The village of Homer updated its recycling guidelines/requirements in the midst of a recurring issue that has caused the village thousands of dollars in recycling fines and increased tipping fees.
A flier with guidelines listed will be mailed to all village residents, said village treasurer Tanya DiGennaro at Tuesday’s Board of Trustees meeting. According to village officials, if village residents don’t comply with the requirements, a measurement of penalties will commence.
A statement from the village office is as follows:
“Due to increased tipping costs and contaminated recycling fees, beginning in January, village of Homer employees will be spot-checking residential’s individual trash and recycling bins. If items are not in compliance with the rules for what is allowed or are overflowing, or trash/garbage is being put into Recycling bins, then the bin will be flagged. Syracuse Haulers will not pick up the flagged trash or recycling bin. Residents will have to remove the flagged bin’s contents or item and have it disposed of by a local hauler at the residents’ expense.”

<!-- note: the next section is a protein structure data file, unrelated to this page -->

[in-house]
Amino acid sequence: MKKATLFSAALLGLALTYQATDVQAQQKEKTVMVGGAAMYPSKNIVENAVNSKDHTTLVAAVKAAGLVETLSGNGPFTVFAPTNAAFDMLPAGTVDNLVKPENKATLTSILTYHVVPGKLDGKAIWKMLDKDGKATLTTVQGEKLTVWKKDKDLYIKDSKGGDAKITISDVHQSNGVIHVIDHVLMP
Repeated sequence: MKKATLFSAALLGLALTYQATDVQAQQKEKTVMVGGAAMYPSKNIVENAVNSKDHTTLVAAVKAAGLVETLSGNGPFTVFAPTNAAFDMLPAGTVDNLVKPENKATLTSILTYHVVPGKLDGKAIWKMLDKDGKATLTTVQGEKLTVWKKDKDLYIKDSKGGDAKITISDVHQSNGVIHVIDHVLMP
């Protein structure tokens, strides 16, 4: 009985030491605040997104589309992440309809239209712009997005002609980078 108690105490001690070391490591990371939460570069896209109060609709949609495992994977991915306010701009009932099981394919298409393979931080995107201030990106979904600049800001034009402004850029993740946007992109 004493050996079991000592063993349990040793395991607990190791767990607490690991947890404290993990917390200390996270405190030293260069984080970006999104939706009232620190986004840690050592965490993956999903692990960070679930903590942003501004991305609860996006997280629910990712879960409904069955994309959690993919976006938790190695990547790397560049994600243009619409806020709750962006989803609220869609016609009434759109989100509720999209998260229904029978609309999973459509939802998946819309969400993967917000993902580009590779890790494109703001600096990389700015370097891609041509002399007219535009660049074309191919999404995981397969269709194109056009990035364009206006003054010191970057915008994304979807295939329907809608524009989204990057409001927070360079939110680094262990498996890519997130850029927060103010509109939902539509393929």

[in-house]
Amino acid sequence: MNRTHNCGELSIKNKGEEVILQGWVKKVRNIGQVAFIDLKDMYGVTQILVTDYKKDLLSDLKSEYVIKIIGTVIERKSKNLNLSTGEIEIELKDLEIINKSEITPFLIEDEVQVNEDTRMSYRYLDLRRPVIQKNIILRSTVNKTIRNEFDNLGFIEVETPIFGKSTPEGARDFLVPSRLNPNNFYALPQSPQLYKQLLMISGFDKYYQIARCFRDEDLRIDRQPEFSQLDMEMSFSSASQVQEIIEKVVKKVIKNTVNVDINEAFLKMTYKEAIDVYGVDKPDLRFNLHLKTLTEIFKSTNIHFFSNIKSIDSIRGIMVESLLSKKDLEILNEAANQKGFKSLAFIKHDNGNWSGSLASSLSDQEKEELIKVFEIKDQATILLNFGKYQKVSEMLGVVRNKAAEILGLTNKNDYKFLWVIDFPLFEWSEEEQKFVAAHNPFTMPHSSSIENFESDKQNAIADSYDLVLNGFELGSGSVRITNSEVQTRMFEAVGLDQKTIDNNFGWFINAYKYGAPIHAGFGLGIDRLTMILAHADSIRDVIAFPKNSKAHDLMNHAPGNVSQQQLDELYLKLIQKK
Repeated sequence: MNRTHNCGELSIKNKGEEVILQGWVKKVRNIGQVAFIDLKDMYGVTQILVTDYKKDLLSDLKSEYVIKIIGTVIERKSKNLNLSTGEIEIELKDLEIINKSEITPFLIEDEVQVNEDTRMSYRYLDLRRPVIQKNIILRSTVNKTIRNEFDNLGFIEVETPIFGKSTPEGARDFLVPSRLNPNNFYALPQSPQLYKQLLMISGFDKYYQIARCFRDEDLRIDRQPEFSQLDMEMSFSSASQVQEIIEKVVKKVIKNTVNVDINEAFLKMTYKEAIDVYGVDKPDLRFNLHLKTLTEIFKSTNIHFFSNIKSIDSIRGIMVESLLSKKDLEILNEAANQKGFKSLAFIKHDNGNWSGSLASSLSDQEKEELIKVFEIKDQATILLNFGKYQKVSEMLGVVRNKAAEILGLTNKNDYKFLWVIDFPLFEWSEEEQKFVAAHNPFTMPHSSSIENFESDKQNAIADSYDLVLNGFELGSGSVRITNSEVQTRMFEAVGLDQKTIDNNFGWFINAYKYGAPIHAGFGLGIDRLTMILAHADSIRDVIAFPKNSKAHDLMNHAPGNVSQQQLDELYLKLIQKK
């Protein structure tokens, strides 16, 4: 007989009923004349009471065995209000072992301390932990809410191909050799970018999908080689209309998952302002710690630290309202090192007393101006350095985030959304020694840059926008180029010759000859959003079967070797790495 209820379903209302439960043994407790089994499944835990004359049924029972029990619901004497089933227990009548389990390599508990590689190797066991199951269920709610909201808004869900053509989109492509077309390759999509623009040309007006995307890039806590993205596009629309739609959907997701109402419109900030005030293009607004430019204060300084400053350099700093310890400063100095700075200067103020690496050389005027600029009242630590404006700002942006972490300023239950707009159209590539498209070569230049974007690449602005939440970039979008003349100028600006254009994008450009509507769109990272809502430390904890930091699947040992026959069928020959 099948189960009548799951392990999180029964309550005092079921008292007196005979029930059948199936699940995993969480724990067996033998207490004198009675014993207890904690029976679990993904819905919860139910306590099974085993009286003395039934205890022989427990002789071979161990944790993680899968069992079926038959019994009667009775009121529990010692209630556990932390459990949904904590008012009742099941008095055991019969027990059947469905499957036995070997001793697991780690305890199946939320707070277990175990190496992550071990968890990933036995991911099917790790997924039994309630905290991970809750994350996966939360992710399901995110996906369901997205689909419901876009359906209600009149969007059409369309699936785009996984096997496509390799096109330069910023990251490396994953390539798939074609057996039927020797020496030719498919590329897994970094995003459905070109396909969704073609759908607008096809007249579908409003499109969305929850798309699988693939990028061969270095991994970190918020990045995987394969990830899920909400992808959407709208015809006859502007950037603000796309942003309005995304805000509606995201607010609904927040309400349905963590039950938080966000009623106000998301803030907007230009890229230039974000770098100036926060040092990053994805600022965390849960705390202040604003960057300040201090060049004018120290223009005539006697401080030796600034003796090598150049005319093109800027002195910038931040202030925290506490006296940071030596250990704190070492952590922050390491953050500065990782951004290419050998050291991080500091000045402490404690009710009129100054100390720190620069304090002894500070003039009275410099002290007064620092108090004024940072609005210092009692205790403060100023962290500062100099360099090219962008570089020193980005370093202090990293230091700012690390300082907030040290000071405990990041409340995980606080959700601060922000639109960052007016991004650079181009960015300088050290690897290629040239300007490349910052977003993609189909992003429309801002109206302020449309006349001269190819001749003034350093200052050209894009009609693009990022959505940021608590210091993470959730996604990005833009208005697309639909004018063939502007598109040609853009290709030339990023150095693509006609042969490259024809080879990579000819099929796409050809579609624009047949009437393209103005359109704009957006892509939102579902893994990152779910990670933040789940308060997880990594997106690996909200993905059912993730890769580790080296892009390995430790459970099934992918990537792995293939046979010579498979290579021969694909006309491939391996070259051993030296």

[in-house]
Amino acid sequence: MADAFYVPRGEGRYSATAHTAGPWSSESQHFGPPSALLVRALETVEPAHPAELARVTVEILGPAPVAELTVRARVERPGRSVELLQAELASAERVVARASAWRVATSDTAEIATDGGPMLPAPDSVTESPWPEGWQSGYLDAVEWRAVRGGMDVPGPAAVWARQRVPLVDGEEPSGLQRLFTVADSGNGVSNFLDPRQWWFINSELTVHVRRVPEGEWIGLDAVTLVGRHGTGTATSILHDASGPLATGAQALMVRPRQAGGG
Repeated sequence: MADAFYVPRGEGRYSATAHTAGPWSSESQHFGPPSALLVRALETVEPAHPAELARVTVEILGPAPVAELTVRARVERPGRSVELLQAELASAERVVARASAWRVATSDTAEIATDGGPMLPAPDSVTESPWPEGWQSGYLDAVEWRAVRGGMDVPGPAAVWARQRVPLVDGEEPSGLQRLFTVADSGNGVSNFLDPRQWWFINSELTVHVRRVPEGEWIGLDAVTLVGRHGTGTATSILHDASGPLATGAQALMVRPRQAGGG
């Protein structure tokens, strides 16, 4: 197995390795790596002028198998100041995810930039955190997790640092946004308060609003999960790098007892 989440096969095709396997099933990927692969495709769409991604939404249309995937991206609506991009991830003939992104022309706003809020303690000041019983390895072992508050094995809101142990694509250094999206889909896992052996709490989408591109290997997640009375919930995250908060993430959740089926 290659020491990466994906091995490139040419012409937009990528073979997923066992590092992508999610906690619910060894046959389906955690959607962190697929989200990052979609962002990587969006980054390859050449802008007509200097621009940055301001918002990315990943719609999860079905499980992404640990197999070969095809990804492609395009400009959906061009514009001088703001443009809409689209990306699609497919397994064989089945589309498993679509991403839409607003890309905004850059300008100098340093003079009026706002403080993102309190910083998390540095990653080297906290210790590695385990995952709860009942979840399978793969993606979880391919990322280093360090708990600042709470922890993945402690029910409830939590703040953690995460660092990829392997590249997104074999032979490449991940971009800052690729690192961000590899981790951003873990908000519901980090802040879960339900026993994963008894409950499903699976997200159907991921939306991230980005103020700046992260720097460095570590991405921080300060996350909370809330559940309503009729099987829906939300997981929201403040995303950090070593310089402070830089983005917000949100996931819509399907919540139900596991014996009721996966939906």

According to village officials, the fines/penalties below will be assessed if guidelines are not followed:
The guidelines also provide a rundown in regards to trash and recycling services in the village of Homer, which is listed below:
Village deputy mayor Pat Clune noted to village residents at Tuesday’s meeting that if a spot checker misses someone the first time, residents are still “liable to get caught next time.”
“It doesn’t mean it’s OK just because someone gets away with it one week and gets tagged the next week,” he added. Clune also mentioned the village doesn’t have “a single person that’s going around every day.”
DiGennaro noted a recurring question that “keeps coming up from residents” is how many cans they are allowed to have in their recycling every week.
Village mayor Hal McCabe said he and the Board of Trustees are not ready “to say (what it will be) yet.”
“I think we still need to talk about it,” McCabe said. “It’s a thorny issue.”
DiGennaro said it’s OK if the village isn’t ready to make a decision on cans yet.
“When we do, we need a couple of months to implement it (into the guidelines),” she added.